You’re just not going to get that in the Catskills or the Cascades.

However I think that like the Teddy Roosevelt sportsmen of yesteryear, this new breed of fisher may be starting to run short on Paleolithic fish species to drag up, snap a photo with and plaster on their Facebook (the reason people fish). While I am certain there are untold strange sculpin in Kilimanjaro run-off streams and others like this, at some point in the future, fisherfolk are going to hit a critical mass with travel, fish and a finite planet.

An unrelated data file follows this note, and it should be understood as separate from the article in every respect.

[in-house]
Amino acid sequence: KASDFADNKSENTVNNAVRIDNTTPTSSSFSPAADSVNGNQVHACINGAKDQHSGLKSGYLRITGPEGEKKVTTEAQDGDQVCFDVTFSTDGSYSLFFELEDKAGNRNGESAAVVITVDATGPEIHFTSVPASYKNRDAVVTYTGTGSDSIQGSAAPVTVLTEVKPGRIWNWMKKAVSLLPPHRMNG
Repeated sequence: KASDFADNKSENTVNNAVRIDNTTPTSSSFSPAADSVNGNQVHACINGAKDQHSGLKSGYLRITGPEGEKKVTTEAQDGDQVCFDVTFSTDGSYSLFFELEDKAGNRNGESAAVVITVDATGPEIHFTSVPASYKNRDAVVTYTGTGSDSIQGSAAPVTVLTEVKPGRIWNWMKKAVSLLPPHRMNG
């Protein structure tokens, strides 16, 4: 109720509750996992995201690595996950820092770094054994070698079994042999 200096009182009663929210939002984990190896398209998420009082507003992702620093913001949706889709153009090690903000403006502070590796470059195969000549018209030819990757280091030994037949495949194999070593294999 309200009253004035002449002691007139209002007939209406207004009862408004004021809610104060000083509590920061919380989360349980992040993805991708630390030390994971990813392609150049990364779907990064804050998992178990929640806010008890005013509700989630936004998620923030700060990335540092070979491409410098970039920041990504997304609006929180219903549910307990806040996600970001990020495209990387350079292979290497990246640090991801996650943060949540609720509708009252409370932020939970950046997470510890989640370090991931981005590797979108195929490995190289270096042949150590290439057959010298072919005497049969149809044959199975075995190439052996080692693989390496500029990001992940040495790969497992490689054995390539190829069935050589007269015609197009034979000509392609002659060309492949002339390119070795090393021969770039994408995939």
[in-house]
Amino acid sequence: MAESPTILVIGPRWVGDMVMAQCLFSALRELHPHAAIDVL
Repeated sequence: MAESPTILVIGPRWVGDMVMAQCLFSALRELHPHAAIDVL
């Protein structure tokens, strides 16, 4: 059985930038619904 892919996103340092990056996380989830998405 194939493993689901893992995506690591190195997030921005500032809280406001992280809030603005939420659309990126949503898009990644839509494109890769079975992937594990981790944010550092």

Which got me to thinking about Jaron Lanier. Jaron Lanier is a Silicon Valley icon both revered and dismissed. With his beard, dreadlocks and stout build, he tends to look a bit more like he should be selling nitrous balloons at Phish show parking lots than the man who created and coined the term “virtual reality” more than twenty years ago. Sneaking into the Stanford Navy labs at age 15, grad students and government employees there simply figured he must be one of many teen prodigies on campus. Jaron was free to go nuts on the best computer equipment at the time, and he created another world.